Passing on the Porto, but loving Portugal!
Portugal Travel Blog› entry 1 of 1 › view all entries
September 2nd, 2008 – by: kjohara
Well, I know you´ve all be waiting for me to fly to coup again... and I have.
I am currently in Granada, Spain, and for the last two weeks, I have been
traveling with my old friend, Bekki, from high school.My trip started with a
flight to Madrid, and with the cost of flights, I decided to take the ¨budget¨
18 hour flight. After making the fatal mistake of watching Iron Man and Kung
Fu Panda on my flight instead of sleeping, I arrived in Madrid, and crashed
immediately in my hotel. Then, without wasting a minute, I traveled to
Santiago de Compostella to meet Bekki, who had just walked 900km from France.
There were hundreds of hikers in town since it was where the pilgrimage ended.
Again, without wasting more than a few hours to check my email and take a look
around the city, I was off to Finnesterre, Spain. Finnesterre is also know as
the End of the World, because it was where King Ferdinand and Queen Isabella
once stated that there was nothing more after that point. It is also where
many pilgrims continue to walk (needlessly, I might add) and burn their boots.
It was a stinky day at the end of the world. Other than being the location
of one of the great flubs of historical declarations, Finnesterre also
possesses some beautiful white sand beaches. For some reason many pilgrims
choose not to sun bathe after their journey, which was great for me, because
it felt like I had the beach all to myself. After Finnesterre, we headed to
Pontevedre, in an attempt to get to Porto, Portugal. We didn’t expect much,
but we heard there was a festival in town. So, while were wandering around,
we came accross a free outdoor concert and my new favorite band, Lumatumba.
They were this Spanish Ska band and they were so much fun! Bekki and I
danced our butts of in the rain and had such an amazing time! The best part
about it all was that we had no expectations at all, and it turned out to be
great. Funny how that happens, huh?
The next day it was off to Vigo, Spain, where we had to wait for a train
during the day, so we ventured about in town, drinking local beer, eating
unnecessarily from the panadaria (bakery), and just killing time in general.
But still, it’s always fun to discover a nice little town you never would
have gone to otherwise. Finally, we arrived in Porto, Portugal. We were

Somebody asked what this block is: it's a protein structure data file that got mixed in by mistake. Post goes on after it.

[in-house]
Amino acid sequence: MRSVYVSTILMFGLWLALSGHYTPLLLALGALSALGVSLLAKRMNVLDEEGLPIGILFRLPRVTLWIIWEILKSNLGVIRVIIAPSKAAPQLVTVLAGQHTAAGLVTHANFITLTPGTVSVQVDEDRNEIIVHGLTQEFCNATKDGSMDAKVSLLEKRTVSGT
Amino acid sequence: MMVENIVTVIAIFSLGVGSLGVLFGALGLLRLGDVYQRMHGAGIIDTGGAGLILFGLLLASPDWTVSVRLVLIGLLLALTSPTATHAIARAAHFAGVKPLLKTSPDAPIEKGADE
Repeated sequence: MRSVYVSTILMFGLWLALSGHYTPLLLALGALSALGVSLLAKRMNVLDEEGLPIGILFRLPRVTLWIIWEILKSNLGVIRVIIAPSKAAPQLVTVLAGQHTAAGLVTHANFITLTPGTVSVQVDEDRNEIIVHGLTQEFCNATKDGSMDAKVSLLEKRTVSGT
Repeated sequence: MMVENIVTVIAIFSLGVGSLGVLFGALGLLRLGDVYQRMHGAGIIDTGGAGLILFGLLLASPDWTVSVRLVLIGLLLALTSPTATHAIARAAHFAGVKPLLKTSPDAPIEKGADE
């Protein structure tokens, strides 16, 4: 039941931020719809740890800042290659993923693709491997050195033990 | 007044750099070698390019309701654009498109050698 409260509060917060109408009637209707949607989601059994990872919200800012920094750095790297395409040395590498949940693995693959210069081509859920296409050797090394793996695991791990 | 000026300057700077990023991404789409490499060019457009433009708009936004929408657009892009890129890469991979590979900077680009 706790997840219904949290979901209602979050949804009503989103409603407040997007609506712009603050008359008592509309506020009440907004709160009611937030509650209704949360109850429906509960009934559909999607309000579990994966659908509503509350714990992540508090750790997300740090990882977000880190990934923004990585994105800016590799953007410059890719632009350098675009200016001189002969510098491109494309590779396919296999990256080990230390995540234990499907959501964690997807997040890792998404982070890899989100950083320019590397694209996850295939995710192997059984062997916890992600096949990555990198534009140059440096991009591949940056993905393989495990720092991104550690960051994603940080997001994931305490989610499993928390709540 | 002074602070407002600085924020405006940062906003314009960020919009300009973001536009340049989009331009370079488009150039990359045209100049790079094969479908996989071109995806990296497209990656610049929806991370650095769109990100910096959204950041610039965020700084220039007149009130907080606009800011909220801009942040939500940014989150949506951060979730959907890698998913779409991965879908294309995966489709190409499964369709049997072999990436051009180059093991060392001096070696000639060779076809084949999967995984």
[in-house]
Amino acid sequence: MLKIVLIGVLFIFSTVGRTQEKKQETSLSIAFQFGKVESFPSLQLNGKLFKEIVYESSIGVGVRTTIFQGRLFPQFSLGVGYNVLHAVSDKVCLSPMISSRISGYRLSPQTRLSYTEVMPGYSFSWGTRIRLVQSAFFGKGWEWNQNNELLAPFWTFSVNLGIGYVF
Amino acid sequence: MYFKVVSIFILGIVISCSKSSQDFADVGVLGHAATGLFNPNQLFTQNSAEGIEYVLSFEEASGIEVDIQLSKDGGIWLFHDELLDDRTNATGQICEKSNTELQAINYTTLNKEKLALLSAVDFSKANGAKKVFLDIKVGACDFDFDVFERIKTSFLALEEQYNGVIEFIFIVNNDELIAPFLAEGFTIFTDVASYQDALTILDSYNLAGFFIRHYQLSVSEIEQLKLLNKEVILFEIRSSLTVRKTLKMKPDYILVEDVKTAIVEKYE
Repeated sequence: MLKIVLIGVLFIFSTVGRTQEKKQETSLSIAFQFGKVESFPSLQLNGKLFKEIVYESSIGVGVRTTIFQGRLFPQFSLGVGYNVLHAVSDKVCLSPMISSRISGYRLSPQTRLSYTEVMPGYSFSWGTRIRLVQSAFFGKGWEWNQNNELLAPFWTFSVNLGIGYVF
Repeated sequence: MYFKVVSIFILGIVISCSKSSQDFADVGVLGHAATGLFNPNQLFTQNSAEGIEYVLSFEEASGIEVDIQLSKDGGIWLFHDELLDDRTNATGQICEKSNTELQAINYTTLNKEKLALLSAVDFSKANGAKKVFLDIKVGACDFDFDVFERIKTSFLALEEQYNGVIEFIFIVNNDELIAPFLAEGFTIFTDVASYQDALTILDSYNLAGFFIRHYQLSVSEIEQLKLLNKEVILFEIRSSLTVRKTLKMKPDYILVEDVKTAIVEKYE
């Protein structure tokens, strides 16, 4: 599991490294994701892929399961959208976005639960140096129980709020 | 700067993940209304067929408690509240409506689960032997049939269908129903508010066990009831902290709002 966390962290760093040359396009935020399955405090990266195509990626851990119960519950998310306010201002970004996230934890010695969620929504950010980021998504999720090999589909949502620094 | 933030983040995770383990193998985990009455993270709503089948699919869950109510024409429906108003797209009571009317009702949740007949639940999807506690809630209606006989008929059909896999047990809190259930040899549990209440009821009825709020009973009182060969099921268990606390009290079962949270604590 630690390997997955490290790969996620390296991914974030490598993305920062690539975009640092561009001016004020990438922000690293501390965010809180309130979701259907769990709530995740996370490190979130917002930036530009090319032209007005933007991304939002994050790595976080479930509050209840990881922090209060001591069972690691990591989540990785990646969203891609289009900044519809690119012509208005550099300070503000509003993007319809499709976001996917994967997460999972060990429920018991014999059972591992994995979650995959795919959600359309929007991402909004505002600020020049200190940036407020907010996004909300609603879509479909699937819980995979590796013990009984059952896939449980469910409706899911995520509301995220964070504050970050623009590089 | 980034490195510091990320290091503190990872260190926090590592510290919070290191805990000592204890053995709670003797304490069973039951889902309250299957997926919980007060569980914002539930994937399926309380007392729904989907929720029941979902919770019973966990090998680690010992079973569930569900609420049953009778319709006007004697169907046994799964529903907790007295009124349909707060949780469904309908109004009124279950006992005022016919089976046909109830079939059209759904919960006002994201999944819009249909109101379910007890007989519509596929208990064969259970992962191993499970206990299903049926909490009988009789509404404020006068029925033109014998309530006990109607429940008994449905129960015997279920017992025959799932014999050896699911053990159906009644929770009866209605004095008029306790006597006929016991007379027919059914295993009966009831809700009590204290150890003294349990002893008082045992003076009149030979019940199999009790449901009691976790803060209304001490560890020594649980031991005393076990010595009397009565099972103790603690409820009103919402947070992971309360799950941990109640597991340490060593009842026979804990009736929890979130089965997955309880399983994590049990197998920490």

instantly struck by the beautiful architecture and the cobblestone roads.
That is until the clumsiness I inherited from my mother kicked in and I
tripped and fell on my face (okay my elbow). But after I recovered, we
went out into town and drank sangria and took in some beautiful nightscape.
The next morning we made it our mission to take in as many Port Wineries
as we could. That is, until we actually tasted the Port Wine. After
having tasted the most foul of all wines, and stomping all over town in
about a day, we realized that we were done with Porto. Too bad, because
we really had a lot of plans for those wineries. I guess I´ll just have
to stick to Temecula. Then it was off to Lisbon, which didn´t really
impress us much. Once we took all of the obligatory pictures, made some
funny videos, and watched Sex and the City (the second time for both of
us), we headed down to Lagos.
In Lagos, we had different expectations, and were disappointed to find
out that Lagos has virtually become an Australian and German tourist
colony. One person asked us where the Traditional Portuguese Restaurant
was and we told him it was an aborration. We really couldn´t find much
of Portugal in Lagos, and only stayed as long as it took us to get bus
tickets to Sagres.
In Sagres, we were overwhelmed with joy to find out that, while the
city was slightly colonized by the Germans, it was almost completely
deserted! We immediately encountered a crazy Portuguese lady who told
us she had a great place for us to stay. We were a little skeptical at
first, but after shopping around, we found ourselves back at her friend´s
hotel, which was mostly a house converted into a hotel for the summer. But
the owners, Fernanda and Fransisco, treated us like their own, and even
gave us cooking tips (like lots and lots of olive oil on everything).
Another bonus to Sagres was the Southwestern most point of Europe, Cabo
Sao Vicente. Perched on beautiful cliffs and possessing a giant lighthouse,
the scenery was well worth the visit. However, I found myself again
discouraged when the vendors were selling hemp ponchos, but accepted
credit cards!!! Or when you could buy “the last bratwurst before going to
America!” Is nothing sacred? I guess not. But I did get a certificate
for going. I don’t know if I’ve ever received a certificate for enjoying
Bekki and I filled our days in Sagres with very important tasks, such as
laying on the beach, having lunch, having coffee, and drinking the local
brew (also called Sagres), then heading back out to the beach. It was a
very trying time in our travels, but we made it through unscathed and
only slightly sunburned (as for Bekki, she got a tan). Bekki is also
heading out to China in the next week, so my travels with her have ended.
More to come!
Love and besos,
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